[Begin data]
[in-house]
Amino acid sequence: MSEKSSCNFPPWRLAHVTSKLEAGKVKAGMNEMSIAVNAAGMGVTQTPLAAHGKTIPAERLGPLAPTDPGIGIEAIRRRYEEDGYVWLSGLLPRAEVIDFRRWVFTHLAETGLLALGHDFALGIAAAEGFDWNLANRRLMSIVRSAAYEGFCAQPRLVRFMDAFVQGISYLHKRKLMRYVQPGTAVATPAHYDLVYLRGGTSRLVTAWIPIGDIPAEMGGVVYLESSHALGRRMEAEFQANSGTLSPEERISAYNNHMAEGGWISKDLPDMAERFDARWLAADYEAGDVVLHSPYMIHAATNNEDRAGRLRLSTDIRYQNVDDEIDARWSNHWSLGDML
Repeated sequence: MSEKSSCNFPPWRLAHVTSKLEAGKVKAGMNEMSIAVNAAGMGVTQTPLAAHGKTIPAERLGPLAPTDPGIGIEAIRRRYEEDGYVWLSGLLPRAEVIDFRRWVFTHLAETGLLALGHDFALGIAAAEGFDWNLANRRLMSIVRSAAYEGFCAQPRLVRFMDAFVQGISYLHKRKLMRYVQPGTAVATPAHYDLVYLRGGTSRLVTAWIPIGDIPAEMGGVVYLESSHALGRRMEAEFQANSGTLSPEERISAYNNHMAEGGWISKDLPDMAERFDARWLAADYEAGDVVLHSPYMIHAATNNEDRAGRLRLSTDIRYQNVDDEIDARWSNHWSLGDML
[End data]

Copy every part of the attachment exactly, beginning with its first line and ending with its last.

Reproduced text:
[in-house]
Amino acid sequence: MSEKSSCNFPPWRLAHVTSKLEAGKVKAGMNEMSIAVNAAGMGVTQTPLAAHGKTIPAERLGPLAPTDPGIGIEAIRRRYEEDGYVWLSGLLPRAEVIDFRRWVFTHLAETGLLALGHDFALGIAAAEGFDWNLANRRLMSIVRSAAYEGFCAQPRLVRFMDAFVQGISYLHKRKLMRYVQPGTAVATPAHYDLVYLRGGTSRLVTAWIPIGDIPAEMGGVVYLESSHALGRRMEAEFQANSGTLSPEERISAYNNHMAEGGWISKDLPDMAERFDARWLAADYEAGDVVLHSPYMIHAATNNEDRAGRLRLSTDIRYQNVDDEIDARWSNHWSLGDML
Repeated sequence: MSEKSSCNFPPWRLAHVTSKLEAGKVKAGMNEMSIAVNAAGMGVTQTPLAAHGKTIPAERLGPLAPTDPGIGIEAIRRRYEEDGYVWLSGLLPRAEVIDFRRWVFTHLAETGLLALGHDFALGIAAAEGFDWNLANRRLMSIVRSAAYEGFCAQPRLVRFMDAFVQGISYLHKRKLMRYVQPGTAVATPAHYDLVYLRGGTSRLVTAWIPIGDIPAEMGGVVYLESSHALGRRMEAEFQANSGTLSPEERISAYNNHMAEGGWISKDLPDMAERFDARWLAADYEAGDVVLHSPYMIHAATNNEDRAGRLRLSTDIRYQNVDDEIDARWSNHWSLGDML